After Dailey opened the third quarter with an 80-yard touchdown, Hunt pulled most of his starters — but not Dailey. The only effect this ended up having was that now without Faulk, its starting kicker, Washington began a streak of missed extra points that meant it was scoring in six-point increments instead of seven.
With the UW up 93-0, Whitman finally, finally found some semblance of offense. The Missionaries opened up the passing attack, with seven completions on a drive that got all the way down to the Washington 20-yard line. On fourth down, Whitman lined up for a field goal to cut the deficit to 90 points.
It was missed. A few plays later, a Whitman returner fumbled the UW punt, and Stanley Sutcliff recovered it and didn’t stop running until he hit the end zone. After another missed extra point, Washington went into the final quarter up 99-0.
At that time, reaching triple-digits wasn’t as quite an unheard of occurrence as it is now. Washington had done it six years prior, putting up an even 100 on Whitworth. Twelve different schools ended up scoring at least 100 points in a game in 1919, and Nevada did it twice.
The main reason for the beatdowns was the lopsided nature of most college schedules. Without the structure of the FBS — or even the NCAA — and the lack of commercial air travel, schools ended up scheduling closer but way lower-level competition. And in this case, lower-level doesn’t usually mean the FCS. Of the 13 schools to allow 100 points in 1919 — it happened to Oklahoma Baptist twice — one still has a Division I football program, two have Division II programs, one is in Division III, two don’t have football teams anymore, one got shut down entirely in 1922, three were military stations, one was a high school, and two were insignificant enough to not currently have Wikipedia pages.
There’s no point in writing much about the fourth quarter. The papers that next day certainly didn’t. When Whitman elected to kick off again following the UW touchdown that made it 113-0, Washington took advantage of one last possession to finish the game on a nice, round number: 120-0.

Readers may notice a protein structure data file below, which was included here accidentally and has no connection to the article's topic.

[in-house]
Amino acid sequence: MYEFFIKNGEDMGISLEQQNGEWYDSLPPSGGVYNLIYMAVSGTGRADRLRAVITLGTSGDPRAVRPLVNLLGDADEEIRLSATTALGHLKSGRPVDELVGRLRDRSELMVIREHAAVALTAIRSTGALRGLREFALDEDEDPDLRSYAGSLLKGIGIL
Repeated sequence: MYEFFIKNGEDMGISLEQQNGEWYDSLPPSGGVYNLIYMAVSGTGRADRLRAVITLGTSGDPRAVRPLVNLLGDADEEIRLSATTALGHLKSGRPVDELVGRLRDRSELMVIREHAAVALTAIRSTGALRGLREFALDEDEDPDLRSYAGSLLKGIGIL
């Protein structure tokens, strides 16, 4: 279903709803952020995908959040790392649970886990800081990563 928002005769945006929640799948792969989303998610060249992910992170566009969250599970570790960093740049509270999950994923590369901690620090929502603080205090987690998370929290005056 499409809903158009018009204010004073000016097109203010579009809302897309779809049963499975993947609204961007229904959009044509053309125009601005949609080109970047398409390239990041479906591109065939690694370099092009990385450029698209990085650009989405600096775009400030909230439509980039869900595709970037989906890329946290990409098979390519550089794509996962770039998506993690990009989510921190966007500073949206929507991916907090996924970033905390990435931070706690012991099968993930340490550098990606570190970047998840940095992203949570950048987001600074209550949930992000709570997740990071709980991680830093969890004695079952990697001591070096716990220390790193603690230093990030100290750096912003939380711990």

After the game, Whitman coach Raymond Vincent “Nig” Borleske declined to give any comment on his team’s performance, only saying the Missionaries “had done as well as could be expected.” He admitted that not only were his players on average 30 pounds lighter than their UW counterparts — the Whitman line averaged 158 pounds per man — but four of them had never even played football before at any level.
On the UW side of things, the reporters and fans were reportedly nearly as ambivalent about their team as Borleske was of his.
“Fumbles were too frequent,” The Daily Times reported. “Spectators commented that if a heavier eleven, such as Oregon, should open up with an aerial attack similar to that uncovered by Whitman in the third quarter, it would be all off with the Varsity.”
The P-I simply ended the analysis portion of its Sunday recap with “Washington’s next game is the Oregon [sic], when the Purple and Gold will be given its first real test.”
As it happened, Oregon would give the UW a test, beating the Purple and Gold 24-13 the next week in what ended up being Washington’s only loss of the season.
Washington went on to win a share of the Pacific Coast Conference title. Hunt left the program following the season — just his second on Montlake — to begin his second stint at Carleton College in Minnesota. He spent the next 11 seasons there before retiring, and the C.J. Hunt Award has been given annually to the Division III Knights’ most improved player since 1954.
The UW hit the 100-point mark once more, beating Willamette 108-0 in 1925. It’s the most recent time a team from an FBS’ Power Five conference has hit triple-digits.
In 1977, Whitman dropped its football team for fiscal reasons. Alumni donations plummeted, and it took over three decades for the college to see them return to pre-1977 levels.
Denny Field is currently a construction site near the new North Campus dorms.
Reach Managing Editor Josh Kirshenbaum at email@example.com. Twitter: @J_Kirshenbaum